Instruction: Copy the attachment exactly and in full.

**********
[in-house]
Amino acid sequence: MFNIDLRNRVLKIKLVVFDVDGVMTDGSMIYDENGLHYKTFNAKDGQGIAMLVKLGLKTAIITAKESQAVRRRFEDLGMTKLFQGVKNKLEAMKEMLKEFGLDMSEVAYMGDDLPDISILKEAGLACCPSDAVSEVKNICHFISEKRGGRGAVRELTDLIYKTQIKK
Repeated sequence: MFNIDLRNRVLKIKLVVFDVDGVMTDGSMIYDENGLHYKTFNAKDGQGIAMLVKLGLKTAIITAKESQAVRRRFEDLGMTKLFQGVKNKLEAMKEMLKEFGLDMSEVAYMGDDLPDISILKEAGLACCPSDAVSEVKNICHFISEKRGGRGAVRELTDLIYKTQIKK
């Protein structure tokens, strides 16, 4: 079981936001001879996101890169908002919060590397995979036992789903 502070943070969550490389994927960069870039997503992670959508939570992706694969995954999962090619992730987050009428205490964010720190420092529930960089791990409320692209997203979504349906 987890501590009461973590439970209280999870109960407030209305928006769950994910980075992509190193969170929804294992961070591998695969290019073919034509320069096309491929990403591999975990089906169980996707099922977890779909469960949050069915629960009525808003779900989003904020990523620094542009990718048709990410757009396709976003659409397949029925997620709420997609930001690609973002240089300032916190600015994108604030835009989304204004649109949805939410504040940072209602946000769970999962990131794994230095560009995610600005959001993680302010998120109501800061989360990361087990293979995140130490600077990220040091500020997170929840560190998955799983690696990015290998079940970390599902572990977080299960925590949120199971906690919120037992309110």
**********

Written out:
[in-house]
Amino acid sequence: MFNIDLRNRVLKIKLVVFDVDGVMTDGSMIYDENGLHYKTFNAKDGQGIAMLVKLGLKTAIITAKESQAVRRRFEDLGMTKLFQGVKNKLEAMKEMLKEFGLDMSEVAYMGDDLPDISILKEAGLACCPSDAVSEVKNICHFISEKRGGRGAVRELTDLIYKTQIKK
Repeated sequence: MFNIDLRNRVLKIKLVVFDVDGVMTDGSMIYDENGLHYKTFNAKDGQGIAMLVKLGLKTAIITAKESQAVRRRFEDLGMTKLFQGVKNKLEAMKEMLKEFGLDMSEVAYMGDDLPDISILKEAGLACCPSDAVSEVKNICHFISEKRGGRGAVRELTDLIYKTQIKK
């Protein structure tokens, strides 16, 4: 079981936001001879996101890169908002919060590397995979036992789903 502070943070969550490389994927960069870039997503992670959508939570992706694969995954999962090619992730987050009428205490964010720190420092529930960089791990409320692209997203979504349906 987890501590009461973590439970209280999870109960407030209305928006769950994910980075992509190193969170929804294992961070591998695969290019073919034509320069096309491929990403591999975990089906169980996707099922977890779909469960949050069915629960009525808003779900989003904020990523620094542009990718048709990410757009396709976003659409397949029925997620709420997609930001690609973002240089300032916190600015994108604030835009989304204004649109949805939410504040940072209602946000769970999962990131794994230095560009995610600005959001993680302010998120109501800061989360990361087990293979995140130490600077990220040091500020997170929840560190998955799983690696990015290998079940970390599902572990977080299960925590949120199971906690919120037992309110």